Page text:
Perhaps as a result of the rapid growth and changes within this evolving subspecialty, there is no comprehensive list of pediatric anesthesiologists in the United States.3,d The American Medical Association Physician Masterfile does not identify anesthesiologists at this subspecialty level, and neither the Society for Pediatric Anesthesia (SPA) nor the American Academy of Pediatrics maintains a list of all pediatric anesthesiologists. Therefore, a useful understanding of pediatric anesthesiologists’ demographic characteristics and geographic locations has been elusive. Without accurate demographic and geographic distribution data, it is impossible to assess the geographic distribution of pediatric anesthesiologists relative to the pediatric population, to conduct pediatric anesthesia workforce analyses, or to make informed policy and training decisions. In addition, the American College of Surgeons’ (ACS) guidelines for the optimal care of pediatric surgical patients specify that pediatric anesthesiologists shall directly care for patients at advanced and comprehensive pediatric surgical centers for pediatric patients younger than 2 years old to meet its certification requirements.4,e The geographic availability of pediatric anesthesiologists to care for these patients, as defined by these new guidelines, currently is unknown.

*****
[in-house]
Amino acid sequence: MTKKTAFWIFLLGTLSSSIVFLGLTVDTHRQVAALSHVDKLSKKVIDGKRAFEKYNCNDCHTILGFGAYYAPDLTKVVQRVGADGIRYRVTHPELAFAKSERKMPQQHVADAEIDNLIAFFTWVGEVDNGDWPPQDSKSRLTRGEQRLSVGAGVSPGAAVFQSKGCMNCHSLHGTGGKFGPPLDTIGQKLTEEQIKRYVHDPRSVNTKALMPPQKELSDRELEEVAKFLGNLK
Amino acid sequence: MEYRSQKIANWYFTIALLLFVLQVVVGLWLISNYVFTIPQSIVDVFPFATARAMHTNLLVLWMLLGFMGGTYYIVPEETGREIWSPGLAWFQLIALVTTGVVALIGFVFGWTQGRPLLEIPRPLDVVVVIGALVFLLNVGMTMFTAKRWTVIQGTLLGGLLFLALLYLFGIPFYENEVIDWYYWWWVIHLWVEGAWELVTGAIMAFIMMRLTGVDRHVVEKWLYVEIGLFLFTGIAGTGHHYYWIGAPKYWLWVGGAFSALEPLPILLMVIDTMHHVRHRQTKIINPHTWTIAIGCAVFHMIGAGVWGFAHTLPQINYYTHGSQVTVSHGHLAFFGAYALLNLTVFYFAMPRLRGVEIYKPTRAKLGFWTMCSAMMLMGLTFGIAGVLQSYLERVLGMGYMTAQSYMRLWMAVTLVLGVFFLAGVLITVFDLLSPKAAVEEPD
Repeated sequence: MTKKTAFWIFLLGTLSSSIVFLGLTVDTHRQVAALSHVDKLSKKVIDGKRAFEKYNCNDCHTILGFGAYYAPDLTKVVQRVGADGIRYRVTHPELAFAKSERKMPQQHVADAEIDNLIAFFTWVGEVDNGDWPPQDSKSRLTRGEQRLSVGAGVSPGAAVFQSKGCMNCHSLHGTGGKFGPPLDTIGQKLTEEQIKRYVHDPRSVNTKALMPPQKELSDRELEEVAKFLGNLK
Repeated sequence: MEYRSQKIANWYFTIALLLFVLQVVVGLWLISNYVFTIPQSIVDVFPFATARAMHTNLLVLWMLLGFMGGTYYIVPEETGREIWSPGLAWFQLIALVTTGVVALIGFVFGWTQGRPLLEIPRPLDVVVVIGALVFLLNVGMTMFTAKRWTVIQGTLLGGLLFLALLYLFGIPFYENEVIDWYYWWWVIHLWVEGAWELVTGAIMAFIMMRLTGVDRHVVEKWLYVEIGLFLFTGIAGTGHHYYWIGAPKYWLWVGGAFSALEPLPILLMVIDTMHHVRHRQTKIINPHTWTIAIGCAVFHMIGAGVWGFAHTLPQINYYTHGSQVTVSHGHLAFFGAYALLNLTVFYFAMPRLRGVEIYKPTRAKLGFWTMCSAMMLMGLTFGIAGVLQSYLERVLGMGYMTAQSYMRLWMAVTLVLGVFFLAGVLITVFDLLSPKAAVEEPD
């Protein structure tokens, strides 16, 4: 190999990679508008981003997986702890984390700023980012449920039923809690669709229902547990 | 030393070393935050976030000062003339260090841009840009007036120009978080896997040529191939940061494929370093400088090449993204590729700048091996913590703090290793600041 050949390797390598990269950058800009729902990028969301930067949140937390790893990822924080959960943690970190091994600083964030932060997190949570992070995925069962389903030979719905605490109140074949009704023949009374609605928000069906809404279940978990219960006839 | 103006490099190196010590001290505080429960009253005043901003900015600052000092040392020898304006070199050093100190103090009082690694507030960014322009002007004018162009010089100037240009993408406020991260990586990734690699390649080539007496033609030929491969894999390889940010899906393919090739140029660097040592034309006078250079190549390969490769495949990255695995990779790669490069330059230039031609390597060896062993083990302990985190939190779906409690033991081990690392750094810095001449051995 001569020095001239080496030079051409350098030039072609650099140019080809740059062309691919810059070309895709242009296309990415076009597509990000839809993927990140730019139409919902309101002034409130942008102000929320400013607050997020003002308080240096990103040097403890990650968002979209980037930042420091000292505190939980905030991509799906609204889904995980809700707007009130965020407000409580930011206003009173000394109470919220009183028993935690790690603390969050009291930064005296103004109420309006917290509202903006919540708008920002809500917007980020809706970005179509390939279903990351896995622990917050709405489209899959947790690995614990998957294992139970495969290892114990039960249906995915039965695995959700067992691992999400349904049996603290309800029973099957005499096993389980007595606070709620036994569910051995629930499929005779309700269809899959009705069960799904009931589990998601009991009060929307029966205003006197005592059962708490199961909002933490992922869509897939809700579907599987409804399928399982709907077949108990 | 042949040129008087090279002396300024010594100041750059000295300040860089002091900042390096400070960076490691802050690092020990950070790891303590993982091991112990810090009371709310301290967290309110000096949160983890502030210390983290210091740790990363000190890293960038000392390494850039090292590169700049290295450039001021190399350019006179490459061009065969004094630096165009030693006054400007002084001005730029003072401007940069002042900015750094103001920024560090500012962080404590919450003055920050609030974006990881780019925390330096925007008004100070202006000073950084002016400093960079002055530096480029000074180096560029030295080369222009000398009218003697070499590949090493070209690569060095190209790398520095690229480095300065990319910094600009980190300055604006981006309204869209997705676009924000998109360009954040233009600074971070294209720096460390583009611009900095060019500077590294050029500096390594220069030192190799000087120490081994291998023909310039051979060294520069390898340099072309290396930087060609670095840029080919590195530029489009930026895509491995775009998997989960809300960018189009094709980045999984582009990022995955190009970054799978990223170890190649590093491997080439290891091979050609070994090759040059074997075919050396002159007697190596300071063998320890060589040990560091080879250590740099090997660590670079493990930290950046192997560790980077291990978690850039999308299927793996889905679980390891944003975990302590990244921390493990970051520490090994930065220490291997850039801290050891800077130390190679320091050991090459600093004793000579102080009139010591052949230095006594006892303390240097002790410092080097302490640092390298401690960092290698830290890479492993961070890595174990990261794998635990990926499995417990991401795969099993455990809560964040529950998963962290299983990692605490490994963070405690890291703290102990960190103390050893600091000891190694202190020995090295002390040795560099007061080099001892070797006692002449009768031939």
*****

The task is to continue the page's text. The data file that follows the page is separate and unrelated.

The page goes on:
To address this important knowledge gap, we sought to create a comprehensive database of pediatric anesthesiologists and define their demographic characteristics and geographic distributions in the United States. We then described the association between anesthesiologists’ demographic characteristics and geographic location with successful subspecialty board certification in pediatric anesthesia.

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METHODS

Pediatric Anesthesiologist Definition

A pediatric anesthesiologist is defined by the ABA as an individual, board certified in anesthesia by the ABA or equivalent, and board certified or eligible to be certified in the subspecialty of pediatric anesthesia by the ABA or equivalent organization.f Eligibility criteria for pediatric anesthesiology written board examination registration include one of the following: (1) satisfactory completion of an ACGME-accredited, 1-year pediatric anesthesiology fellowship or (2) the physician’s clinical practice must demonstrate a focus and current expertise in pediatrics either by having been devoted primarily to pediatric anesthesiology for the last 2 years or having ≥30% of the diplomate’s clinical practice averaged over the last 5 years devoted to pediatric anesthesiology, and the practice must include neonates and children younger than 2 years of age and undertake procedures considered high risk. Those meeting the second criteria had 3 years (2013–2015) to enter the certification process after which, although their practices of pediatric anesthesiology may continue without change, they will not have an opportunity to attain ABA certification as such.g

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Data Sources